The Randy Andys

September 22, 2019 | By | Add a Comment

Imagine for a moment that the Andrews Sisters had been cryogenically frozen in a tube right next to Walt Disney and then thawed out in 2019 and handed sheet music to hit songs by the likes of Kesha, Mariah Carey, Aerosmith, and Prince. This will give you a small glimpse of the wonder that is The Randy Andys’ Coming Out Party at Pangea.

On any given night, the stage will be occupied by three ladies out of a roster of talented female vocalists. At the performance I attended, Sarah Pothier, Katie LaMark, and Catie Pires-Fernandes made up the titular trio and handled the complex, witty harmonies and choreography with great style and brio, juggling leads and back-ups with dizzying skill. Kesha’s “Woman” (co-written with Drew Pearson and Wrabel) opened the show and set up a slightly off-kilter, ribald tone for the evening and it rarely waned.

Each Party is hosted by a special guest of the drag persuasion; Sutton Lee Seymour did the honors on this occasion. Seymour is a parodist of the first order, and his reworking of songs from The Drowsy Chaperon and Little Shop of Horrors were genuine crowd-pleasers. I might question why he was billed as a host rather than a guest star because the show really didn’t need hosting, but he was fabulous in both roles. Special guest Bret Shuford audaciously re-imagined Ray Parker Jr’s “Theme from Ghostbusters” as a serious (with a tiny bit of tongue-in-cheek) musical moment and made it work. This is not a sentence I ever imagined writing in a review. As a personal reminiscence of his dreams of playing Disney heroes and the unlikely one he did get to play, “Skipper Dan” was another highlight. As I feel (and should feel) after all good guest appearances, I look forward to seeing him in his own show.

Pothier soloed on “I Enjoy Being a Girl” (Rodgers & Hammerstein) and did it totally straight with no hint of irony or satire, so that her take on the benign sexism of the piece remained unexpressed and made the choice oddly disconcerting. LaMark fared much better with The Cardigans’ “Lovefool” (Peter Svensson, Nina Persson), as did Pires-Fernandes with “Into You” (Ariana Grande, Savan Kotecha, Alexander Kronlund, Max Martin, Ilya Salmanzadeh). But the evening was about the trio work, and the three continued to excel throughout, especially on a mash up of Prince’s “Kiss” with “Make Me Feel” (Janelle Monáe, Julia Michaels, Mattias Larsson, Robin Fredriksson, Justin Tranter) that managed to reset both songs in exciting ways and made me wish the medley were double in length.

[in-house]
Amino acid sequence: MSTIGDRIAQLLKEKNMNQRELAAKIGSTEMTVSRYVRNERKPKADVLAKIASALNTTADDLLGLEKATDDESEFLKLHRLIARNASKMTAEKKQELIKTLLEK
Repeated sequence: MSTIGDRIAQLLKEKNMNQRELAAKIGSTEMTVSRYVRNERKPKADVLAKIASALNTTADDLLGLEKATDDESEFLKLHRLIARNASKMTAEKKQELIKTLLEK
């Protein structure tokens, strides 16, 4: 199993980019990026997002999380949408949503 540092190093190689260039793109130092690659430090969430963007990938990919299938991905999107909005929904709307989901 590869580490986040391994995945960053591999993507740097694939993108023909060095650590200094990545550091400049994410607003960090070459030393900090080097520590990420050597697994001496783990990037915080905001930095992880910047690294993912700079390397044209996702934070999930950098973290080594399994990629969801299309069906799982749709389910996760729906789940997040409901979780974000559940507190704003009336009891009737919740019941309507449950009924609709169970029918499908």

My one major reservation about the show came with the finale. After all the innovation and excitement and musical bravado that had been displayed throughout the night, it ended with a straightforward, unsurprising version of “Boogie Woogie Bugle Boy” (Don Raye, Hugh Prince). It might have worked if they had somehow arranged it far from the Andrews Sisters’ original, but the uninspired (albeit tightly harmonized) recreation was a let-down after an evening filled with inspiration and delight. Coming Out Party is a monthly event at Pangea; after having seen it once, return visits seem de rigueur.

Coming Out Party
Pangea – September 9, October 14, November 11, December 9

Category: Reviews

About the Author ()

Gerry Geddes has conceived and directed a number of musical revues—including the Bistro- and MAC Award-winning Monday in the Dark with George and Put On Your Saturday Suit – Words & Music by Jimmy Webb—and directed many cabaret artists, including André De Shields, Helen Baldassare, Darius de Haas, and drag artist Julia Van Cartier. He directs The David Drumgold Variety Show, currently in residence at Manhattan Movement & Arts Center, and has produced a number of recordings, including two Bistro-winning CDs. He's taught vocal performance at The New School, NYU, and London's Goldsmith's College and continues to conduct private workshops and master classes. As a writer and critic, he has covered New York's performing arts scene for over 40 years in both local and national publications; his lyrics have been sung by several cabaret and recording artists. Gerry is currently completing a memoir about his life in the city.

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